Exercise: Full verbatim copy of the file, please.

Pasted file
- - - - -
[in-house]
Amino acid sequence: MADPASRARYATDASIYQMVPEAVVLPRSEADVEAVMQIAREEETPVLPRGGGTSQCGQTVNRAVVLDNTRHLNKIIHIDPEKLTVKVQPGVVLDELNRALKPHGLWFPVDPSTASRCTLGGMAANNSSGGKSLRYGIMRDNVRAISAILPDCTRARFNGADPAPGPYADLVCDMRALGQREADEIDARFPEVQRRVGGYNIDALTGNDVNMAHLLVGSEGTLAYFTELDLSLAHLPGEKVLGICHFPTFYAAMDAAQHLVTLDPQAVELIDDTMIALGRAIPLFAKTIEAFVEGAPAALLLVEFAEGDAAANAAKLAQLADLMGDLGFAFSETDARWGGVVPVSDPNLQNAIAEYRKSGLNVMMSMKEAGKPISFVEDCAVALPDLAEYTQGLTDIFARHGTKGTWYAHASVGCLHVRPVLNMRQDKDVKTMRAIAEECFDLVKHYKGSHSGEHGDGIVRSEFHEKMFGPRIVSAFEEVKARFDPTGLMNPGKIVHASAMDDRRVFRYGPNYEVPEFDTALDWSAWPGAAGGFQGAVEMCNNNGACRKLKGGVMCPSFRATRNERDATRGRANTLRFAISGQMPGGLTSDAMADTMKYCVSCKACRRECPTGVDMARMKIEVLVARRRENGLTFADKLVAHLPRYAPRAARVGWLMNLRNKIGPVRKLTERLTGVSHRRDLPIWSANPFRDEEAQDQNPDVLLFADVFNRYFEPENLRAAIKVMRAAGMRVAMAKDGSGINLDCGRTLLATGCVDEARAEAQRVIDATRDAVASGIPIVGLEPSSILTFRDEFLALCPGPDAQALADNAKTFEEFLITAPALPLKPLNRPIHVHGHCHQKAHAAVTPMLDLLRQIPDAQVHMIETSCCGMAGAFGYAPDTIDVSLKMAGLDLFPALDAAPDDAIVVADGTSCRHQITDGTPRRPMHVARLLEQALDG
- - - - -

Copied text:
[in-house]
Amino acid sequence: MADPASRARYATDASIYQMVPEAVVLPRSEADVEAVMQIAREEETPVLPRGGGTSQCGQTVNRAVVLDNTRHLNKIIHIDPEKLTVKVQPGVVLDELNRALKPHGLWFPVDPSTASRCTLGGMAANNSSGGKSLRYGIMRDNVRAISAILPDCTRARFNGADPAPGPYADLVCDMRALGQREADEIDARFPEVQRRVGGYNIDALTGNDVNMAHLLVGSEGTLAYFTELDLSLAHLPGEKVLGICHFPTFYAAMDAAQHLVTLDPQAVELIDDTMIALGRAIPLFAKTIEAFVEGAPAALLLVEFAEGDAAANAAKLAQLADLMGDLGFAFSETDARWGGVVPVSDPNLQNAIAEYRKSGLNVMMSMKEAGKPISFVEDCAVALPDLAEYTQGLTDIFARHGTKGTWYAHASVGCLHVRPVLNMRQDKDVKTMRAIAEECFDLVKHYKGSHSGEHGDGIVRSEFHEKMFGPRIVSAFEEVKARFDPTGLMNPGKIVHASAMDDRRVFRYGPNYEVPEFDTALDWSAWPGAAGGFQGAVEMCNNNGACRKLKGGVMCPSFRATRNERDATRGRANTLRFAISGQMPGGLTSDAMADTMKYCVSCKACRRECPTGVDMARMKIEVLVARRRENGLTFADKLVAHLPRYAPRAARVGWLMNLRNKIGPVRKLTERLTGVSHRRDLPIWSANPFRDEEAQDQNPDVLLFADVFNRYFEPENLRAAIKVMRAAGMRVAMAKDGSGINLDCGRTLLATGCVDEARAEAQRVIDATRDAVASGIPIVGLEPSSILTFRDEFLALCPGPDAQALADNAKTFEEFLITAPALPLKPLNRPIHVHGHCHQKAHAAVTPMLDLLRQIPDAQVHMIETSCCGMAGAFGYAPDTIDVSLKMAGLDLFPALDAAPDDAIVVADGTSCRHQITDGTPRRPMHVARLLEQALDG